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    IMF: Oil Producers Must Diversify to Mitigate Likelihood of Volatility

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    IMF fiscal policy division chief Benedict Clements claims that large oil producing nations should adopt policies aimed at economic diversification to limit the impact of future oil price volatility.

    WASHINGTON (Sputnik) — Large oil producing nations should adopt policies aimed at economic diversification to limit the impact of future oil price volatility, International Monetary Fund (IMF) fiscal policy division chief Benedict Clements told Sputnik.

    "There is still an expectation that oil price volatility could potentially continue… We are saying, in effect, that economic diversification would help deal with some of this volatility, in the sense of if you're overly reliant on the oil sector then when bad times come in the oil sector, you are not as vulnerable," Clements said on Wednesday.

    Clements explained that the levels of oil price volatility continue to be uncertain with a wide spread of predictions. Some market participants anticipate a rebound in oil prices into the $120 per barrel range in the next four years. Others have predicted prices will remain close to $30 per barrel.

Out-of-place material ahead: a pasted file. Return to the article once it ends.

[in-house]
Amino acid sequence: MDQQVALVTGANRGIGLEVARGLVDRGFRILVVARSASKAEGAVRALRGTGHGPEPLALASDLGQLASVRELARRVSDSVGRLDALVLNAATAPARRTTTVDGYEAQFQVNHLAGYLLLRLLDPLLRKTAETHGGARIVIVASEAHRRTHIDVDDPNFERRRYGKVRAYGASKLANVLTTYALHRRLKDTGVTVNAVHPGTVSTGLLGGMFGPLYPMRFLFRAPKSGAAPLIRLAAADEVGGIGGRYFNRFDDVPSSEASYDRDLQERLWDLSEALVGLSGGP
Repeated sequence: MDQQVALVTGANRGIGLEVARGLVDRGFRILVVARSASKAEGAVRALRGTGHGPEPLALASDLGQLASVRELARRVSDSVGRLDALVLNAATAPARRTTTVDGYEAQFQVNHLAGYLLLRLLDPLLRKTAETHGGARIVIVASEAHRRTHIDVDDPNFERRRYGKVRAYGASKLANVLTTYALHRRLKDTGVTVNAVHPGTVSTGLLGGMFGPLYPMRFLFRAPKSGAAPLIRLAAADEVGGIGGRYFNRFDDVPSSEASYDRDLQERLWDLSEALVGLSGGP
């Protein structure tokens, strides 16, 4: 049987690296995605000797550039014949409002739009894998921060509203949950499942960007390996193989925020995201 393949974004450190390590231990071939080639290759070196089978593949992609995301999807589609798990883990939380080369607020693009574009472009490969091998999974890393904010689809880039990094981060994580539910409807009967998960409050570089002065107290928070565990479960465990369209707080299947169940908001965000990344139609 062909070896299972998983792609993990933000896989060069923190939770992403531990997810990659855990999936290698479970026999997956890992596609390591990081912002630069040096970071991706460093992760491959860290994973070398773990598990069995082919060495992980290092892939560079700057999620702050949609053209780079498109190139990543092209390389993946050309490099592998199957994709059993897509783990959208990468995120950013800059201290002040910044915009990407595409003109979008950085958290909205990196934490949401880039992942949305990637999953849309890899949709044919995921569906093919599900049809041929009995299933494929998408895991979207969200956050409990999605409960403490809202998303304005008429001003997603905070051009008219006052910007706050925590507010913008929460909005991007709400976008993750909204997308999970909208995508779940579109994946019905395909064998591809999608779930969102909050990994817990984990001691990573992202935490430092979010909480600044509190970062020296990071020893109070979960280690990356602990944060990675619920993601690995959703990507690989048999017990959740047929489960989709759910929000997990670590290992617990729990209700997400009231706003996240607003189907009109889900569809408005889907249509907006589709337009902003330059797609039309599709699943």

According to an IMF report co-authored by Clements, oil rich nations are facing "one of the largest boom-bust cycles" to hit the market in more than 100 years.

    "One thing many countries need to do also is provide adequate financing for small and medium-sized enterprises, really help provide the fundamentals behind a diversified economy," Clements advised.

    The IMF has also encouraged large oil revenue-dependent nations to "level the playing field," creating equal incentives for oil and non-oil sector producers, Clements added. Proposed measures include ending subsidies to the oil sector, reforming labour markets, and reallocating revenue to stimulate the private sector.

    Oil prices have collapsed substantially over the past two years, from a high of more than $108 in June 2014 to less than $30 per barrel in January 2016. Prices have rebound modestly in the recent months to slightly below $40 per barrel.

    Official estimates by the IMF in April forecast global commodity prices would remain weak for a longer period of time, increasing pressure on commodity dependent economies.

    The World Bank issued a similar forecast earlier in the year, citing slow global economic growth and oversupplied commodity markets as key contributors.

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